A lack of rain on a farm in Little Rock has left them with a dry crop of produce.
The Willow Springs Market Garden is still producing a few different crops, but this Summer has left them with withered up crops and a more than doubled water bill.
Even with the little bit of rain that fell on Robert Lashley's garden in Little Rock Thursday night, the dry soil can still sift through his fingers.
His garden crops are roasting in the sun, dying of thirst without enough water.
"The heat has lots of different adverse effects on the plants that we grow," Lashley said.
Even along irrigation lines tomatoes are struggling.
Lashley knows struggle however. He started his business six years ago, but he is a life-long gardner, in fact, his family grew out of necessity when we was younger. It wasn't always easy.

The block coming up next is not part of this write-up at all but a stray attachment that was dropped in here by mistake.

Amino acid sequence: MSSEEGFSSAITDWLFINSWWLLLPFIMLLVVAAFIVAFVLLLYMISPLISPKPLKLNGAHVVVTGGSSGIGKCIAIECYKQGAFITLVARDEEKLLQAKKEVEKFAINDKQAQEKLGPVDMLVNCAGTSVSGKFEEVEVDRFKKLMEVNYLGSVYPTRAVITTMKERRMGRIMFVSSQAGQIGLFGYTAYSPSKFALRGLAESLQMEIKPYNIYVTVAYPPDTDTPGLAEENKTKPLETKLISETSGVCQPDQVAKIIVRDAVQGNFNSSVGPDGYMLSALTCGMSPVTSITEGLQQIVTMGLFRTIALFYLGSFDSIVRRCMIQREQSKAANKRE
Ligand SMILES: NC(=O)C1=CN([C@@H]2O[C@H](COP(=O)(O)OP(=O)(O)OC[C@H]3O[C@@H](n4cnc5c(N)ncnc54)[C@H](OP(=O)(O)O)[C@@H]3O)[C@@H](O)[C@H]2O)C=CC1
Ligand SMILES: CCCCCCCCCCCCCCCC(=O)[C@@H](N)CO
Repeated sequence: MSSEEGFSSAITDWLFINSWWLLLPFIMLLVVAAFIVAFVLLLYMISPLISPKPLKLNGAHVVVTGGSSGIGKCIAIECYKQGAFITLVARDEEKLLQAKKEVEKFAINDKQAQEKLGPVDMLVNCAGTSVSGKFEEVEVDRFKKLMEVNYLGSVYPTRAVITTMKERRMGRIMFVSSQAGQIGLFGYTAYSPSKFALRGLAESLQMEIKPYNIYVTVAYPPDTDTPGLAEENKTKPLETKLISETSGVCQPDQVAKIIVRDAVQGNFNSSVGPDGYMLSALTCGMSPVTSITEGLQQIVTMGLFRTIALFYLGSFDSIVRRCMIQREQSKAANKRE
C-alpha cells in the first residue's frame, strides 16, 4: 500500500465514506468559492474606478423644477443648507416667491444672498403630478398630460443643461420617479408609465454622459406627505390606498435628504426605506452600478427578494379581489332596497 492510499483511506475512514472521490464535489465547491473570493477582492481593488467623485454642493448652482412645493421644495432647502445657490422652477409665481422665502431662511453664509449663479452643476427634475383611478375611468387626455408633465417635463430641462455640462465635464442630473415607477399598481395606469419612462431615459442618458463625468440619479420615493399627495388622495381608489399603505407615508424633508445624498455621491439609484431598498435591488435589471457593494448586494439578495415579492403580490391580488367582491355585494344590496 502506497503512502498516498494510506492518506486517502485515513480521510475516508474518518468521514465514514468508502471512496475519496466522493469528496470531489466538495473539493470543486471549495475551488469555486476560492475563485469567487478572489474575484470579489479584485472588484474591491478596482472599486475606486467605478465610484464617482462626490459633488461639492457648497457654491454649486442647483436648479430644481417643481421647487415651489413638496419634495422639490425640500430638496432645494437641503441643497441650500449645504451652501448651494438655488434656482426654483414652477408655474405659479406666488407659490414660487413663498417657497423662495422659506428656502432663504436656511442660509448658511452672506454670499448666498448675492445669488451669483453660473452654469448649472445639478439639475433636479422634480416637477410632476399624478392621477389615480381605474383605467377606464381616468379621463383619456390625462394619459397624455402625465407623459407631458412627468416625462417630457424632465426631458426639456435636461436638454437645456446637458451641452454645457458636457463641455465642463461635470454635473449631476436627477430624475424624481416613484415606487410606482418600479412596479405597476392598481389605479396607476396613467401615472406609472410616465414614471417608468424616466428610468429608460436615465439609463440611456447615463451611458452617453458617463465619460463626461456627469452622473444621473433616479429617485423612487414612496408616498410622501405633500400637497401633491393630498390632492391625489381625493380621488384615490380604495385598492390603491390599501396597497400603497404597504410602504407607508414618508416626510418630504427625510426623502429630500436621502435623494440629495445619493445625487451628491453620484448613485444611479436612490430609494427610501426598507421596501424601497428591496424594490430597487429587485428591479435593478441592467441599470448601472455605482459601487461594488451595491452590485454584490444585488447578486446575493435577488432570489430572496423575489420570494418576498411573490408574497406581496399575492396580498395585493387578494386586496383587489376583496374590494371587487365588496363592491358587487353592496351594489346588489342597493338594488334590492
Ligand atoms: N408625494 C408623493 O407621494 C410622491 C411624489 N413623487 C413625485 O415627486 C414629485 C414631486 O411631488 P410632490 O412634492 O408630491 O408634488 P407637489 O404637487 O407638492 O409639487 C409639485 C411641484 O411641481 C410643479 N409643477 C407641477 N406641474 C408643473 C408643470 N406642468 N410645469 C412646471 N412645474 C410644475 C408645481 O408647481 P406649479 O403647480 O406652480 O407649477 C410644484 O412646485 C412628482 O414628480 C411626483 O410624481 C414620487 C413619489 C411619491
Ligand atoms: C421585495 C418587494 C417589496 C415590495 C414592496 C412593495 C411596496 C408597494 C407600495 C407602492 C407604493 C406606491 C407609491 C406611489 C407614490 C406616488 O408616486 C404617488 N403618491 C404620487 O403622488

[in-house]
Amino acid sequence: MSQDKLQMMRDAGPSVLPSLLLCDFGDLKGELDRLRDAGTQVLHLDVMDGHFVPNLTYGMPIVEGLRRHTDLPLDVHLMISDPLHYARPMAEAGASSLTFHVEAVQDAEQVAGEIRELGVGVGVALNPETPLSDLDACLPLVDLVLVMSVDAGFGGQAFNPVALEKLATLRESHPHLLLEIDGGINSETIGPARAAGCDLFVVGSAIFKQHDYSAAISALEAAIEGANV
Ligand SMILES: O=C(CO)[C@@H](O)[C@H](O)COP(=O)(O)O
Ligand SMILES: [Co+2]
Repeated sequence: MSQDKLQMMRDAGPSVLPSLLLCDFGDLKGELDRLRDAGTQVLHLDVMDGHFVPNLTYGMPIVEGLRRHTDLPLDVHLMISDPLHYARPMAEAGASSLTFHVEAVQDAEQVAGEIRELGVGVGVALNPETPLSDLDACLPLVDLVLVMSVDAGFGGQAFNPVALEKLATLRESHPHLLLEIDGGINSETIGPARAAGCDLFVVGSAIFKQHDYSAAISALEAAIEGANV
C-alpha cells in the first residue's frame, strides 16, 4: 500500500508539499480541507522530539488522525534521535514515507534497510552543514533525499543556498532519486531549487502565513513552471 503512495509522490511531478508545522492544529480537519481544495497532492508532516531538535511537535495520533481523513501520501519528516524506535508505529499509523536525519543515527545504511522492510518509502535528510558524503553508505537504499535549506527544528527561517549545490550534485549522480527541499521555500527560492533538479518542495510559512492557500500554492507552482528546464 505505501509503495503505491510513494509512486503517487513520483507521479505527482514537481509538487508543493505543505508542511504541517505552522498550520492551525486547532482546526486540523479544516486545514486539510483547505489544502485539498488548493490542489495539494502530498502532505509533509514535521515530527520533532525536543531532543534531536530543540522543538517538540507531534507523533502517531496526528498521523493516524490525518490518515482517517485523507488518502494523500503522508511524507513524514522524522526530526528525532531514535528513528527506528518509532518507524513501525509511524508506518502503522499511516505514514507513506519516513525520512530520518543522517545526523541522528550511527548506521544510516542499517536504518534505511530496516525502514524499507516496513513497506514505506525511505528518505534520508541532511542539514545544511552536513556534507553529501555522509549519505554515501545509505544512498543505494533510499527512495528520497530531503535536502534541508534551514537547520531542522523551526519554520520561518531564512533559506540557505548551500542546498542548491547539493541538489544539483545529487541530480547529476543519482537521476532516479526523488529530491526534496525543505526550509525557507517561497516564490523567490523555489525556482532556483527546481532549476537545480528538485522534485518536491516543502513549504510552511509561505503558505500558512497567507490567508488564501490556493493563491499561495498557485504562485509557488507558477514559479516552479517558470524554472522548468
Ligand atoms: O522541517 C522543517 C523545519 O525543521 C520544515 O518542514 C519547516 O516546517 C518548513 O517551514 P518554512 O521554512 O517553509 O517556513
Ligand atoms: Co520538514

Now, he has a small time operation but his well still can't provide for all his needs. He has to use water from his local provider.
"It's about two and a half times more expensive for us."
The bill usually runs about $40 but it's been well over 100 this summer.
Drip irrigation lines line his gardens. That's the way the water department recommends watering on this scale, but it still hasn't made a dent.
"We've set a number of records," said CEO of Central Arkansas Water, Graham Rich.
Central Arkansas Water's customers in the area have used a record number of gallons of water this year, setting the daily record in June at 125 million gallons of water. On average, July has seen 104 million gallons used per day.
"You are going to see a higher than normal water bills, particularly during the latter part of June, July and August," Rich said.
Lashley sells his produce at the local farmers market and just needs to break even. He's doing that now, but if the drought continues, he's concerned it could cost his entire crop.
There are still a few products that he's taking to the North Little Rock Argenta and South Main Bernice Farmer's Markets.
Central Arkansas Water has a few tips and suggestions on how to better conserve water if you're a small scale farmer and they'll even send someone out to help evaluate and develop a proper plan.
Click here for more details.